Christian Christensen Profile picture
American. Professor at Stockholm University. Ph.D. University of Texas at Austin. Write about journalism, politics, culture.

Sep 6, 2018, 11 tweets

(1) So, just three days before the #SwedenElection, and with so many options open to it, the @nytimes decides to run an Opinion piece about Sweden which plays upon many of the stereotypical, simplistic tropes about Sweden we have heard in recent years.…

(2) So, the title. Lazy, clickbait wordplay gives us nothing. The Sweden Democrats are currently polling between 17-24%. So, it's likely that 4 out of 5 Swedes will not vote for them, most of whom do not want their party to enter into a coalition with SD. That's "conquered"?

(3) "Once a racially and culturally homogeneous country." Oh? If journalists are going to publish Op-Eds in the New York Times, at least have the decency to recognize that there are ethnic minority groups in Sweden who have been here for centuries, and in some cases millennia.

(4) Is there violence in Rinkeby? Yes. In some other areas with many immigrants? Yes. Are these very violent areas representative of ALL areas in Sweden with many immigrants? That's not discussed. Nor is the fact that the vast majority of immigrants have nothing to do with crime.

(5) Ah, the "Sweden has never seen murders like this before" argument, which is great if you haven't actually looked. If you do, you will see that the per capita homicide rate in Sweden was lower in 2017 than it was during multiple years between 1979 and the early 1990s.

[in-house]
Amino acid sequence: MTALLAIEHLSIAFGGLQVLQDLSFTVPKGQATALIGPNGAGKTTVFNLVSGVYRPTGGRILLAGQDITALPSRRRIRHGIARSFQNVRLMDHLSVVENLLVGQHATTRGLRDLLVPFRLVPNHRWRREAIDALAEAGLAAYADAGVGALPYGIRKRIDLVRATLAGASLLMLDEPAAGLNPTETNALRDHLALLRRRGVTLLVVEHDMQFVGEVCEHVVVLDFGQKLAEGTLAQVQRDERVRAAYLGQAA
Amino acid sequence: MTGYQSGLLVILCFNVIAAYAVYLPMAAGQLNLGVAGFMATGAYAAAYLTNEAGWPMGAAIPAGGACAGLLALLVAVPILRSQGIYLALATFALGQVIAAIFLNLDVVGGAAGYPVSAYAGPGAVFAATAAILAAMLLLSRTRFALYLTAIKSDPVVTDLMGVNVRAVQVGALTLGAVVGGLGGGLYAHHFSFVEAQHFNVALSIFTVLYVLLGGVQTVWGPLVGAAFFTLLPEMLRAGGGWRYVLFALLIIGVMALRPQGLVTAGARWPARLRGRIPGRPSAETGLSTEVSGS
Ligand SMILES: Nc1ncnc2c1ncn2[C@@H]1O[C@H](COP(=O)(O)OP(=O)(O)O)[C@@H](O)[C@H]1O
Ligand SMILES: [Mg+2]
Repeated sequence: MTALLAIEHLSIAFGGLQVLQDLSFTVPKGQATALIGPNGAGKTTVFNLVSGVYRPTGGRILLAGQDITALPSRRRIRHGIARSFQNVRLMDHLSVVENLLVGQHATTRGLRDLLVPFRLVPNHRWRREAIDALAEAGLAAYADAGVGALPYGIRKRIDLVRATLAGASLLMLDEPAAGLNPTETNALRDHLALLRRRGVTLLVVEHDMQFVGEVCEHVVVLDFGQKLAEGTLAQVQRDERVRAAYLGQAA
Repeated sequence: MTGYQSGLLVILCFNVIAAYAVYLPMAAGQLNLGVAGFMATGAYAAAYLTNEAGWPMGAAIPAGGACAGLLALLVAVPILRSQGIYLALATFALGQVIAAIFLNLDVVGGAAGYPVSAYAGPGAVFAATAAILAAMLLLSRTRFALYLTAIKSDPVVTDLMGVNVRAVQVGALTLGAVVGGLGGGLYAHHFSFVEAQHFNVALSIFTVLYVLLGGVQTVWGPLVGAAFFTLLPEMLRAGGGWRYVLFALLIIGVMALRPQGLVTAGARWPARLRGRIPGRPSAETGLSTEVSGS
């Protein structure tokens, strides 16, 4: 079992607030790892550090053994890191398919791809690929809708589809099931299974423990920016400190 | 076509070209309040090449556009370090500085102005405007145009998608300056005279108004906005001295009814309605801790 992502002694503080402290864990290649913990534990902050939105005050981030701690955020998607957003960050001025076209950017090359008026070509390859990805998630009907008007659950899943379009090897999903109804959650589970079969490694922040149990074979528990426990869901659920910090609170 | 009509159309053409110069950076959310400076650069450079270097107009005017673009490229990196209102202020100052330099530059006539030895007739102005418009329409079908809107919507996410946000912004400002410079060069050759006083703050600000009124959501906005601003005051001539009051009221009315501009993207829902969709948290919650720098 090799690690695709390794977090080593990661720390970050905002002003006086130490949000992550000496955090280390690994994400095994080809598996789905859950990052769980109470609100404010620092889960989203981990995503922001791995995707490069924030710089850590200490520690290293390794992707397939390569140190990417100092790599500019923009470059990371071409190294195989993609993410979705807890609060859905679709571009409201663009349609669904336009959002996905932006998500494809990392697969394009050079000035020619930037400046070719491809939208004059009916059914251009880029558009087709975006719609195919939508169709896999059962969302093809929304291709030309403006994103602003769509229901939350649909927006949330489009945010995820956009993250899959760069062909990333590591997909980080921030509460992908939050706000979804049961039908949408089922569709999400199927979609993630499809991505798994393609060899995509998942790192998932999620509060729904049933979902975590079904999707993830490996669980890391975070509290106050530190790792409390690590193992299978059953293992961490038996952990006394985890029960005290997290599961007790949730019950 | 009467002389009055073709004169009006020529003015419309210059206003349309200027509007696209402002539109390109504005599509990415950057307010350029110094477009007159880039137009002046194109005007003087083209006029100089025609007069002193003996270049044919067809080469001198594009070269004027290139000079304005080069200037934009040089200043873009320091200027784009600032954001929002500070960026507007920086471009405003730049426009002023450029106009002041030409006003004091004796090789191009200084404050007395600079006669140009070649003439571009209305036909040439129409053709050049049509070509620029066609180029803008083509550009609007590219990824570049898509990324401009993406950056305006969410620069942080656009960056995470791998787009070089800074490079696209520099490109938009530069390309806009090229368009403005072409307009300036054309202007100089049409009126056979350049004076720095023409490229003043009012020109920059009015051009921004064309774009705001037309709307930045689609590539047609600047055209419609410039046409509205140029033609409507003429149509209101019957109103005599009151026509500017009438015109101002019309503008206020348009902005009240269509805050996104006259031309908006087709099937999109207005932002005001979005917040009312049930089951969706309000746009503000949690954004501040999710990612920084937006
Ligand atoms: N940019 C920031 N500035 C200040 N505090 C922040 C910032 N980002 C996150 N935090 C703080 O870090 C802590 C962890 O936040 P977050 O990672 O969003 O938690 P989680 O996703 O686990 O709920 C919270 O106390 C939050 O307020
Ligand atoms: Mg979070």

(6) "Considered no-go zones by some Swedes." Well...yes. There are "some" who think that. There are also a great many, including the police, who do not. As "no-go zone" is understood to be a place where even the police will not go, there is little to no basis for this assertion.

(7) "This could be good for Sweden in the long run" argument is what Žižek said about the Trump election: it will blow up the status quo. The problem is that those who pitch this idea are usually not those to suffer the consequences of that explosion: the poor and minorities.

(8) It's a shame that the NYT decided to go with this stale, tired theme just before one of the most important elections in modern Swedish history, rather than, say, a piece that adds more complexity to the arguments and images of Sweden we have heard many, many times before.

(9) It's not just the overall theme, but the devil in the details. Like no-go zones. Or unheard-of murder levels. For example, I've never heard anyone in Sweden say everyone should get "a state of the art apartment." Don't pitch a non-existent utopia to serve as a juxtaposition.

(10) This piece concludes with a call to reject right-wing populism, but such a call can only be made if one avoids repeating the many simplistic arguments and (mis)representations used by those same populists to present Sweden as "collapsing."

(11) This piece was so flawed I took a lunch break while writing the thread. Even if you forget the arguments I make above, the basic analysis of Swedish politics and the #SwedenElection is, at best, very ill-informed. See these comments explaining why:

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